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What is the Stir Up Sunday tradition in November?

Photo: Katherine Davies
Photo: Katherine Davies

‘Stir Up Sunday’ is always the last Sunday before Advent (November 26 this year) and originates from the Book of Common Prayer, ‘Stir-up, we beseech thee O Lord the wills of thy faithful people’. Over time the term ‘stir up’ was taken literally as families delighted in making Christmas puddings together where every member of the household stirred the pudding mixture with their eyes closed and made a wish. When my children were very small, they could hardly push the mixture but luckily the mixture should be stirred from East to West to commemorate the journey of the Wise Men, so their efforts were fine! Anyone else in the house at the time also had to have a stir including visitors and to this day, I continue the tradition of stirring the pudding mixture with my grandchildren.

In the past, Christmas puddings would contain 13 ingredients to represent Jesus and his disciples. Over the years the recipe has been developed to include a few more ingredients such as mixed spice, nutmeg, cinnamon and allspice. The customary garnish of holly represents the crown of thorns but please bear in mind that the holly berry is highly toxic, so I’d recommend decorating your Christmas pud with alternative foliage. Originally charms were added to the pudding and were said to bring luck if you found them in your portion of pudding on Christmas Day. The traditional lucky charms were a silver coin for wealth, a wishbone for luck, a thimble for thrift, a ring for marriage, and an anchor for safe harbour. It’s always a good idea to warn your fellow diners that there are hidden charms or coins in the pudding to avoid a trip to the dentist! In days gone by, the charms or coins were added to the pudding just before serving and sixpence pieces and charms can be bought online if you wish to begin this family tradition. I always add a silver sixpence to the pudding and whoever finds it gets to exchange it for a £2 coin, that’s inflation for you! If you choose to add coins or tokens to the pudding, I’d recommend doing this just before serving (and be sure to wrap them in greaseproof paper first).

There is great pleasure in keeping up these Christmas traditions as doing so is making family memories for the future and my children now pass this on to their children. Part of the pleasure is in the making, the stirring in of love and letting family and friends make a wish. I use my husband’s grandma’s recipe developing it to be my own rich dark pudding that is so loved by family and when I steam the puddings the kitchen always smells of Christmas. Enjoy making this traditional recipe for Christmas this year, there are other festive recipes on my website, bakerval.com or alternatively flick through my book, The Cake Whisperer, for other sweet treats!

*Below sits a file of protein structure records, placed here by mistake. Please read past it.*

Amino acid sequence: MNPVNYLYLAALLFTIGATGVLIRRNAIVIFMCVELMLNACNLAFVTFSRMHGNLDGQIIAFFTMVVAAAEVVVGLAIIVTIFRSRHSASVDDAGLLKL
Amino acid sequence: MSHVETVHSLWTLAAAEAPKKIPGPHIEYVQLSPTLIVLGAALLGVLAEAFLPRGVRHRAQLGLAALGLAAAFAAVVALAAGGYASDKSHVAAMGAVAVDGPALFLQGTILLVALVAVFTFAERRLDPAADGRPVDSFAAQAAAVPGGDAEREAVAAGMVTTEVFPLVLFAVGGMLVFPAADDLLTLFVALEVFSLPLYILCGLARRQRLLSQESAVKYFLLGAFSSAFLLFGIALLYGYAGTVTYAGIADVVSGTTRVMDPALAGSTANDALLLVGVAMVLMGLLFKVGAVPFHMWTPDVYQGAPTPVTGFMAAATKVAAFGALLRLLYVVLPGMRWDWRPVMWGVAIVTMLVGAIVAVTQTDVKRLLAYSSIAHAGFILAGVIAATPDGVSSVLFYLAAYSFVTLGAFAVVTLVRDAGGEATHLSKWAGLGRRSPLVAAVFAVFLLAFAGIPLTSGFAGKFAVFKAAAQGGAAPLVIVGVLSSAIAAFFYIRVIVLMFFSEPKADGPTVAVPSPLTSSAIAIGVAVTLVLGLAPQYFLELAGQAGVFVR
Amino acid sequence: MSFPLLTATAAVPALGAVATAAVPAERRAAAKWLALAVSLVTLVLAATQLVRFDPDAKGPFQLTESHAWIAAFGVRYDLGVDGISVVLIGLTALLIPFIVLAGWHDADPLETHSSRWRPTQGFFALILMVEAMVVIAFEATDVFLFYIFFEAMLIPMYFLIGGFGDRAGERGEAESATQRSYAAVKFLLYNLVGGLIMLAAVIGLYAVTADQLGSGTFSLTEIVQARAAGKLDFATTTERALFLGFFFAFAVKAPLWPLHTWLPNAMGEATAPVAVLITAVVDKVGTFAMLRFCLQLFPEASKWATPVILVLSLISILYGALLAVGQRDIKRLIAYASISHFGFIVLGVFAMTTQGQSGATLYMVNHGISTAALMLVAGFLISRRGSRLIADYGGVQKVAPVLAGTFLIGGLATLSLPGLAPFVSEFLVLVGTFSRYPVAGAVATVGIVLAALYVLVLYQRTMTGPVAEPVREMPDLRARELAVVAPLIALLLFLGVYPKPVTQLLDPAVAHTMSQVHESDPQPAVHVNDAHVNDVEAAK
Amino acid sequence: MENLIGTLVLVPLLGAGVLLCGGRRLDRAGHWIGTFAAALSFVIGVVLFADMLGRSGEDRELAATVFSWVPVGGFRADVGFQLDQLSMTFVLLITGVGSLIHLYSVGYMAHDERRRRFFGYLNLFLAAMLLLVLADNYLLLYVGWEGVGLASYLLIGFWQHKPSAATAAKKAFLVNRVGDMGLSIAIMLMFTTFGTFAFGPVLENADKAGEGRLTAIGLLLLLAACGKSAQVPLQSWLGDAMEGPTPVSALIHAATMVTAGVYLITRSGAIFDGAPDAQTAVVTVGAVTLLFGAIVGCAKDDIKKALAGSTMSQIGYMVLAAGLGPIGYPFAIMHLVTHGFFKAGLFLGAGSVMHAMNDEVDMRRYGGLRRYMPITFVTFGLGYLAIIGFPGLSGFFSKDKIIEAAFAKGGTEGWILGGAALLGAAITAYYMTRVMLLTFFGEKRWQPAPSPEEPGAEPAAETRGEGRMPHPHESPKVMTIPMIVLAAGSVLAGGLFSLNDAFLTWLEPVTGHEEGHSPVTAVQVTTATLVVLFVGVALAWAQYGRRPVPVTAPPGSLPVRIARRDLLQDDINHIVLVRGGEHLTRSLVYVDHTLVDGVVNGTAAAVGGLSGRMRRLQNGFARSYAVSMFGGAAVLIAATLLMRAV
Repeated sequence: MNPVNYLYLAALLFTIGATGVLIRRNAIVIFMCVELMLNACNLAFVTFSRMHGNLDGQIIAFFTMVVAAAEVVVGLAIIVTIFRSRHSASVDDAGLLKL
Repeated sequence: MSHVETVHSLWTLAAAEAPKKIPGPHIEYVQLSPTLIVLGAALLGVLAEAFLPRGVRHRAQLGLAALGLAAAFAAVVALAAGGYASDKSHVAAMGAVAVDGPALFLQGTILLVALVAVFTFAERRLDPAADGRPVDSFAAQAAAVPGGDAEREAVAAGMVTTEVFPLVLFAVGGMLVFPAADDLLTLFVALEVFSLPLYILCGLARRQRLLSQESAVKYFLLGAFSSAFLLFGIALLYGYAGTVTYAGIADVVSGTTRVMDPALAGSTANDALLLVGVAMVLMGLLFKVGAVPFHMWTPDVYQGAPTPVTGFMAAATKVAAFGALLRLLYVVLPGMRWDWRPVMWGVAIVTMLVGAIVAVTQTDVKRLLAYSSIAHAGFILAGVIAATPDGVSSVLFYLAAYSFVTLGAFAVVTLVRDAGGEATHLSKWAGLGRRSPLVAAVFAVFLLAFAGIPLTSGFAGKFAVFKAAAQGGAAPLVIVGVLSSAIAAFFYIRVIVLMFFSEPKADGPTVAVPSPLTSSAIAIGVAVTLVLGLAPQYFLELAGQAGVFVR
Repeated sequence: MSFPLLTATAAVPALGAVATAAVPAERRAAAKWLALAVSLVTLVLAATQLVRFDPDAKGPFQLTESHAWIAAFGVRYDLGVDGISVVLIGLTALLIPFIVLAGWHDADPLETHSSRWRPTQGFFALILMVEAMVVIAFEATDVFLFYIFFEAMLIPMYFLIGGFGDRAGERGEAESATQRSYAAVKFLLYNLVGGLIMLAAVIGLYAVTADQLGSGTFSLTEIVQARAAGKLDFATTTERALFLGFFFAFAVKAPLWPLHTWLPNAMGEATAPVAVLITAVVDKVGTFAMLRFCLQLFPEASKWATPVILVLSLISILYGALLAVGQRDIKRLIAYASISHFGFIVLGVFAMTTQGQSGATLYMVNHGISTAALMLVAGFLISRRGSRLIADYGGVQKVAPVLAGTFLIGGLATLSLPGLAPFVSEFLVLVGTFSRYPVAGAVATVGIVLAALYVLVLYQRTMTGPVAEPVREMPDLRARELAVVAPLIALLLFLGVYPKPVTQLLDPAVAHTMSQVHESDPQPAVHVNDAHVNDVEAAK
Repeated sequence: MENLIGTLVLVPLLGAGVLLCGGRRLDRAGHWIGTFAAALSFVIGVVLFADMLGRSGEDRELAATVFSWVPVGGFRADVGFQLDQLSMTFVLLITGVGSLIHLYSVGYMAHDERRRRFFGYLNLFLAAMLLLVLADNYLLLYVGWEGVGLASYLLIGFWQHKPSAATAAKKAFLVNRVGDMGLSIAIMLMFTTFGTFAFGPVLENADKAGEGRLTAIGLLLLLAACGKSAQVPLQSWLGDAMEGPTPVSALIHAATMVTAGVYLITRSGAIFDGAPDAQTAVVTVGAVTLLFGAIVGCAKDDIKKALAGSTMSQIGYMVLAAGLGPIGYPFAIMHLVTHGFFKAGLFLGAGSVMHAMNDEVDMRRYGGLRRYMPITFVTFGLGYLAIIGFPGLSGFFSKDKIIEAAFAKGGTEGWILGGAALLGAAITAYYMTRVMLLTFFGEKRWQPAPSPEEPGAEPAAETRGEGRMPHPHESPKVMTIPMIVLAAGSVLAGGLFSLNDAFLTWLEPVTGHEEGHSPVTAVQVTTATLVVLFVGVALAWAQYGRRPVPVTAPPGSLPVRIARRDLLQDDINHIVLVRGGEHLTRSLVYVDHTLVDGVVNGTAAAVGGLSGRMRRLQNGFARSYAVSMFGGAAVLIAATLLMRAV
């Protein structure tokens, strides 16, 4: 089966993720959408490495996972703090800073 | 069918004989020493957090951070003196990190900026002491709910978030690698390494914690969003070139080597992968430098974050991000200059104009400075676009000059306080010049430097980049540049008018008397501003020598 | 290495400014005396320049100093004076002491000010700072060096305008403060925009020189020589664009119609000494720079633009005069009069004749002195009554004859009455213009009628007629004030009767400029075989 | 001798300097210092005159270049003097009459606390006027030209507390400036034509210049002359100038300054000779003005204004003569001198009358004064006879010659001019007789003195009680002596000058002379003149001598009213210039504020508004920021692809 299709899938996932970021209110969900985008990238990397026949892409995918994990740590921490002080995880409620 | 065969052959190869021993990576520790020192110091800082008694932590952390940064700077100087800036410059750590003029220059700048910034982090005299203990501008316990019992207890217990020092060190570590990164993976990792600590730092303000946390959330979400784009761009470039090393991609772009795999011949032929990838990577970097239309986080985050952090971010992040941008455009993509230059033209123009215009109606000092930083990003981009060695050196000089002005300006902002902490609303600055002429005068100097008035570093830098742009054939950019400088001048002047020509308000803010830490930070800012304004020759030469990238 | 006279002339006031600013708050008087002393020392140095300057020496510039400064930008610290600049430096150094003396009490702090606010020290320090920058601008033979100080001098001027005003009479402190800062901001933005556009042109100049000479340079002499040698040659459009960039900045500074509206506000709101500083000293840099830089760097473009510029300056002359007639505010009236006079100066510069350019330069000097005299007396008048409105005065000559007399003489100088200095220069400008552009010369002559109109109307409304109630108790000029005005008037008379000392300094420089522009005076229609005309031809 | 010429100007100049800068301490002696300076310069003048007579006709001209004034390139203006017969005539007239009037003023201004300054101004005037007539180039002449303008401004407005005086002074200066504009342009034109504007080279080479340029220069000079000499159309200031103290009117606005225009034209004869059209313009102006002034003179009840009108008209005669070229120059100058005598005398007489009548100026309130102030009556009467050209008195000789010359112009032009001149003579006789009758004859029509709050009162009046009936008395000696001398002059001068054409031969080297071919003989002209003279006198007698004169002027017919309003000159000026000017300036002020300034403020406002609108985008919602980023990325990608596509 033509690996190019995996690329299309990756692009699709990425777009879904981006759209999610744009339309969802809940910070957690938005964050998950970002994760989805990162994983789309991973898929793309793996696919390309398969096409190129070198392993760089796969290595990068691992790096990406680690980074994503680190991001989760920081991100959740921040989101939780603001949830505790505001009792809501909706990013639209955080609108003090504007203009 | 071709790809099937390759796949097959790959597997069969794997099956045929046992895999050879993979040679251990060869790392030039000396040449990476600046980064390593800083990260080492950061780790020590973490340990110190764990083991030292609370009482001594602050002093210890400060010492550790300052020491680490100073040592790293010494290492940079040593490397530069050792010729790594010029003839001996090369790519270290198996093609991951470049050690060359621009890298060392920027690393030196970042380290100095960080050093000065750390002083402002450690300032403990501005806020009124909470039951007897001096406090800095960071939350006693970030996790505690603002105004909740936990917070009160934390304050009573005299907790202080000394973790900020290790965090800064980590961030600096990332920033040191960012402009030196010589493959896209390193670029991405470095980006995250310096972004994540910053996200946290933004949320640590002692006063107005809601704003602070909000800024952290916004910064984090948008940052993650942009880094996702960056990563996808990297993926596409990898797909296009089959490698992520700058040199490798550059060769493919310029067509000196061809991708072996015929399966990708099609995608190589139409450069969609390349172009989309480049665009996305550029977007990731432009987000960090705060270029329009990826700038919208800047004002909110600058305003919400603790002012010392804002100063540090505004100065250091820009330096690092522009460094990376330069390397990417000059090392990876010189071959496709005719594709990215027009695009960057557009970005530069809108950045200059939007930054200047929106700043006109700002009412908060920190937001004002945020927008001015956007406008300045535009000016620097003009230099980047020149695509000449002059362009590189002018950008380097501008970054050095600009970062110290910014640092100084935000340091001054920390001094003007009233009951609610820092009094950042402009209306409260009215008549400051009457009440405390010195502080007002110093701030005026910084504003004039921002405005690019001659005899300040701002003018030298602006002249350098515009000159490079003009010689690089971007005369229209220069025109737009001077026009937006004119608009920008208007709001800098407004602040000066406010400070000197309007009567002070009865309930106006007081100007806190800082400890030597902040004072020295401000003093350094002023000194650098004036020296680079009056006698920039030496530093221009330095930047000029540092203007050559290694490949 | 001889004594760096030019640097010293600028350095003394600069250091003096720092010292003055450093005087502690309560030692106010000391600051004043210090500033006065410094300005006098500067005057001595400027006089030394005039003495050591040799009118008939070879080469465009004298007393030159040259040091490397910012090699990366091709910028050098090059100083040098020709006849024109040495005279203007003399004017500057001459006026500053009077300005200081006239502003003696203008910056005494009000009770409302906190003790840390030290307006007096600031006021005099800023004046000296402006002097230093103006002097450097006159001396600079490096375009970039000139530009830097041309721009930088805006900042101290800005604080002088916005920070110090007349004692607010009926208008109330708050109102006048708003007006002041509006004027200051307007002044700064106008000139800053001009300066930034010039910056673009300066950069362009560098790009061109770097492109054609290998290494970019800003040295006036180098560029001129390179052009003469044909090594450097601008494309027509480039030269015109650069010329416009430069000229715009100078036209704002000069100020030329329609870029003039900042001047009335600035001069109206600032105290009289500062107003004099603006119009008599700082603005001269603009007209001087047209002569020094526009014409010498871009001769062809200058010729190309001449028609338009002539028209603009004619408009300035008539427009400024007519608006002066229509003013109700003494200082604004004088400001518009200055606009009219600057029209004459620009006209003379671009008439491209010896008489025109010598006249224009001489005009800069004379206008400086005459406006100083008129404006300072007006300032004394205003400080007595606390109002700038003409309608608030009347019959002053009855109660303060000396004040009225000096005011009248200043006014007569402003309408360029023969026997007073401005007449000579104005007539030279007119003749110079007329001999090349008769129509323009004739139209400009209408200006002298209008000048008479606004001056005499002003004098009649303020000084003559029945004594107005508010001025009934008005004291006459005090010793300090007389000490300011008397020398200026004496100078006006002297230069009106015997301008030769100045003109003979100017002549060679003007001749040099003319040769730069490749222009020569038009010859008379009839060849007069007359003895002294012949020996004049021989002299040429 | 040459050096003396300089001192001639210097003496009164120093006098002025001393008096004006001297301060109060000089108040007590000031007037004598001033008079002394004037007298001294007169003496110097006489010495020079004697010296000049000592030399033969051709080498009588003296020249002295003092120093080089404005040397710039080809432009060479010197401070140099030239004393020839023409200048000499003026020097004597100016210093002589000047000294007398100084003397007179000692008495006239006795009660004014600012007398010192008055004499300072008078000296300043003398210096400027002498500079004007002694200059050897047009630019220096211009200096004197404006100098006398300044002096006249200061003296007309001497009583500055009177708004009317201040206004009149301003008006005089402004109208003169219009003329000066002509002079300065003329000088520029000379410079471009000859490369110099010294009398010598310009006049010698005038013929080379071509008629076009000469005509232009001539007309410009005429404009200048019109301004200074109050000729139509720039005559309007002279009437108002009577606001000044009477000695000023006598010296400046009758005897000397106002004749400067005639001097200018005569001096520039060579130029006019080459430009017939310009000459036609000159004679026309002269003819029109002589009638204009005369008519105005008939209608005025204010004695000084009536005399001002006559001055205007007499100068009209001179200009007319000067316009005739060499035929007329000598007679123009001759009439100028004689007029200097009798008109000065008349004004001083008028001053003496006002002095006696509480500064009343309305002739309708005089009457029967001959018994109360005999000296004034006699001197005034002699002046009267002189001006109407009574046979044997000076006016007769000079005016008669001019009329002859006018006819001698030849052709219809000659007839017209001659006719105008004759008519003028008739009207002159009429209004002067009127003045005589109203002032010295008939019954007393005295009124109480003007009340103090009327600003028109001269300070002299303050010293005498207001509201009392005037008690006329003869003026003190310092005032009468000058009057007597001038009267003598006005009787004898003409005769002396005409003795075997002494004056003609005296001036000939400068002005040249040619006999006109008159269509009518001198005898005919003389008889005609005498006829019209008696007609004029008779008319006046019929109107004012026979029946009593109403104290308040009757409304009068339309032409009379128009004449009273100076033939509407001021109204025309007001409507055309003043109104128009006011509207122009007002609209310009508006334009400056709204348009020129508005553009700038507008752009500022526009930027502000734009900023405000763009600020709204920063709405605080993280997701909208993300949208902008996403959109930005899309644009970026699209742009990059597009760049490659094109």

WHAT YOU'LL NEED

A large mixing bowl,

Greaseproof paper,

String or large rubber bands.

3 x 2 lb pudding basins

2 steamers would be ideal (but if you only one then steam one pudding one day, and one the next. I have 4 sets of steamers – Top Tip - they can often be found in charity shops.)

Ingredients

Wherever you can try and source local Somerset ingredients (I use Sheppy’s cider)

8oz plain flour, can be gluten free

8oz fresh breadcrumbs, can be gluten free.

8oz soft brown sugar

8oz currants

8oz sultanas

8 oz suet, can be vegetarian.

4oz chopped peel (optional)

1 large carrot, grated.

1 large cooking apple, grated.

3 medium free-range eggs

1 large orange, zest and juice

1 large lemon, zest and juice

1/4 nutmeg freshly grated.

1/2 teaspoon mixed spice

Sufficient cider or milk for the mixture to reach a dropping consistency (this is when a spoonful of mixture drops easily from the spoon.)

Method

Place all the ingredients in a large mixing bowl and mix until fully combined.

Stir in the cider or milk until a dropping consistency is reached.

Cover the bowl with a clean tea towel, place in a cool place, and stir regularly during the day. Let this stand overnight for 2 nights to allow the dried fruits to ‘plump-up’.

To steam the puddings

Weigh the pudding mixture into the pudding bowls

Cover each bowl with a large circular double layer of greaseproof paper, sufficient to allow it to be tied securely with string or a large rubber band.

Write the weight of each pudding in pencil on each pudding (A 1 lb pudding will need 6 hours steaming time, a 1 1/2 lb pudding will need 7 hours, a 2 lb pudding will need 8 hours, you can steam them for 1 hour less if you prefer your pudding to be slightly less dark)

Place a quarter of a lemon in with the water in the steamer pans, as this will stop the pan discolouring. The pans should be 2/3 full.

Set a timer for every 30 minutes to remind you to top up the steamers with water from a boiled kettle to prevent the water in the steamers from going off the rolling simmer.

When the puddings been steamed for the appropriate length of time, remove them from the steamer and allow to cool fully.

Remove the steamed greaseproof paper and cover with a fresh double piece.

Store in a cool place until needed.

To heat the puddings on Christmas Day steam for an hour to warm through completely.

Wishing you all health, happiness and prosperity for the coming year!



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